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Zoloft, also known as sertraline, falls under a category of drugs known as selective serotonin reuptake inhibitors (SSRIs).
In most cases, it is understood that SSRIs assist the body by increasing serotonin production in the brain.
This is helpful as serotonin is a vital chemical in the body’s everyday functioning, often related to mood, emotions, sexual desire, and blood clotting.
By increasing the serotonin levels in the brain, as well as blocking or inhibiting its reabsorption, serotonin can reach more areas of the brain, allowing more neural signals to be sent around the brain as well as boosting the areas of functioning that it is responsible for (1).
Zoloft, like many other SSRIs, may need to be taken for 2-4 weeks before any changes are noticed, and they are not always suitable in every individual case.
These individuals may be prescribed a different form of antidepressant that is more suitable to their needs and/or requirements.
Medically, SSRIs such as Zoloft are prescribed for individuals who have been diagnosed with the following mental health issues:
They may also be used to treat irritable bowel syndrome (IBS), premenstrual syndrome (PMS), or fibromyalgia.
In addition, any use of SSRIs is often recommended to be part of a co-treatment, along with therapy for the individual’s specific health issues. The most common therapy used in this instance is cognitive behavioural therapy (CBT).
This is because no medication can be 100% effective in treating both the physical and mental health issues of the individual; the therapy often focusses on the origin of the individual’s disorder(s) and helping them overcome this with their own conceived coping techniques.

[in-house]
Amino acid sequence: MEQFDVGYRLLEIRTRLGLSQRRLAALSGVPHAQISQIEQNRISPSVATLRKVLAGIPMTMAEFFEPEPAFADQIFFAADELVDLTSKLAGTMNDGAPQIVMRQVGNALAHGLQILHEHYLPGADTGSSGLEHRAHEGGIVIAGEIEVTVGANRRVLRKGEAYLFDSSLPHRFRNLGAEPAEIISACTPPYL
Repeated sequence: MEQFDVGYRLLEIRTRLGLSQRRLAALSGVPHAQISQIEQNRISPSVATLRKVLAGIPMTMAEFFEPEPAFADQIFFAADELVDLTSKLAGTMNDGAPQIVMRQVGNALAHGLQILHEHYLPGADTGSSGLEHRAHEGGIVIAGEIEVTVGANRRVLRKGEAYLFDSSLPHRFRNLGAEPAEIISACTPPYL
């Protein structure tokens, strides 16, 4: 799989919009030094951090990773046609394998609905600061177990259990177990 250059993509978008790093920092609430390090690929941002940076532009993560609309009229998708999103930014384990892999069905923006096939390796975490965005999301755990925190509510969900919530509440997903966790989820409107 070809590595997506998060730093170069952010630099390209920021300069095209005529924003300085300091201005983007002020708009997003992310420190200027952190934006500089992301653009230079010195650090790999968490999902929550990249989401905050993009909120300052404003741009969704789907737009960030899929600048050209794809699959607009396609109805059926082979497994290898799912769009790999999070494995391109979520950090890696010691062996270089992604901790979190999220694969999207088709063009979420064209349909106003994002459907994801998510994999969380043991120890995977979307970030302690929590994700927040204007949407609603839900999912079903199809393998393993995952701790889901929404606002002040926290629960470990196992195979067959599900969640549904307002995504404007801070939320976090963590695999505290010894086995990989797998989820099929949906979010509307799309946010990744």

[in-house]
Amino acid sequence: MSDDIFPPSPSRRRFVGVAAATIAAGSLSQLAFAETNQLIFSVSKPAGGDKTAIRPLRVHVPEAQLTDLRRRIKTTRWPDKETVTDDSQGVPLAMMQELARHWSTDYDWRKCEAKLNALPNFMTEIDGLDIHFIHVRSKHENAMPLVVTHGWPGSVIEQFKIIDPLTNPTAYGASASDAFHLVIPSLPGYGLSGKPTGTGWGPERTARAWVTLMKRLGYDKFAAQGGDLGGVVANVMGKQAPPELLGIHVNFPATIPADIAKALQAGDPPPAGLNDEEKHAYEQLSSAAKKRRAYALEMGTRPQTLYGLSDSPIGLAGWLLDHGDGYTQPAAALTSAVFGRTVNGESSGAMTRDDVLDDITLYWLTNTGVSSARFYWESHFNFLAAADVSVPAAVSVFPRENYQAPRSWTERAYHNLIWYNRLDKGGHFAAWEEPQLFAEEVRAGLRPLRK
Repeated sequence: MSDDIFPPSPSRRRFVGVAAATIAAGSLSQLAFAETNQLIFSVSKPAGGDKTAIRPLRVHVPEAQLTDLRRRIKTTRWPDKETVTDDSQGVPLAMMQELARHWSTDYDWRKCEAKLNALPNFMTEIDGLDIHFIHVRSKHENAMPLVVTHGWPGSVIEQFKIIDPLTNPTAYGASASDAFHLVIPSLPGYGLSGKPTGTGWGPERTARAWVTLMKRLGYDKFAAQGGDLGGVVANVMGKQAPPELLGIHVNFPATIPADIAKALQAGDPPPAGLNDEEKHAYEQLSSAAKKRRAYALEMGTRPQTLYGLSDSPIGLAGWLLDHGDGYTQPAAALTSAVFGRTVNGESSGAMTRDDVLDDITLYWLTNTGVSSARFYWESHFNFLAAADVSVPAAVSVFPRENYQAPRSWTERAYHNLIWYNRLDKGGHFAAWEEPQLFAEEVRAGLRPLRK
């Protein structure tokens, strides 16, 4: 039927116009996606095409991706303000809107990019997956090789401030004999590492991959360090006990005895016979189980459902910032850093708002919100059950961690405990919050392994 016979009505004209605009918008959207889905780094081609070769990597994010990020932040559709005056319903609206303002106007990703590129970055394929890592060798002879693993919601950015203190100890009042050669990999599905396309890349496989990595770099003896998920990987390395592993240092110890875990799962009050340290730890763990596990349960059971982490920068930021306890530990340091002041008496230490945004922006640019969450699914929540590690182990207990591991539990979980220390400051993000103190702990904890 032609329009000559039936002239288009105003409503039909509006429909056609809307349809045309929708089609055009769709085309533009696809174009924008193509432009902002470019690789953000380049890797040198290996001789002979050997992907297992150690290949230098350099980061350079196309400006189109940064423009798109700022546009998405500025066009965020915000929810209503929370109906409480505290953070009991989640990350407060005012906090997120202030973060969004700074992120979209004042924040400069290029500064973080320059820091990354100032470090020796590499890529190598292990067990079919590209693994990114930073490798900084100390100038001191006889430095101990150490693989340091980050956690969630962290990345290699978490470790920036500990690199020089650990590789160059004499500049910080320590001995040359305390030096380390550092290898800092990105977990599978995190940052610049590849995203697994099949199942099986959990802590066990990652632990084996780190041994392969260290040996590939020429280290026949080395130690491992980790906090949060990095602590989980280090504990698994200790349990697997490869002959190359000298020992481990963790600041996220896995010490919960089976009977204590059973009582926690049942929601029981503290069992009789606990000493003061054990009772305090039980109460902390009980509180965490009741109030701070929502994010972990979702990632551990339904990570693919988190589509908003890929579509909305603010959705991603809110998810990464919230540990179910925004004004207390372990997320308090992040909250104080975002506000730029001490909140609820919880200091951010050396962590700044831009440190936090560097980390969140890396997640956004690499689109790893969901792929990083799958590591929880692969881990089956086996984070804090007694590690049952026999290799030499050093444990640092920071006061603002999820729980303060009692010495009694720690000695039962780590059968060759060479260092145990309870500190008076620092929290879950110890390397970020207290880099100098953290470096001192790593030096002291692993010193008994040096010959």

Please ensure to discuss all features of the individual’s mental health disorders with a medical professional before beginning any treatment. If the individual is pregnant, for example, treatment for various disorders with Zoloft would be unsuitable due to the dangers associated with pregnancy and pre-birth risks (2).
With all medications, Zoloft and other SSRIs can have some side effects depending on the individual, how long they have been taking the medication, and if they are taking any other medication at the same time.
The most common side effects of SSRIs are listed below:
When the individual first starts taking medication such as Zoloft, they are generally suggested to meet with their medical professional regularly.
This is to determine how well the medication is working, as well as if the individual is experiencing any side effects.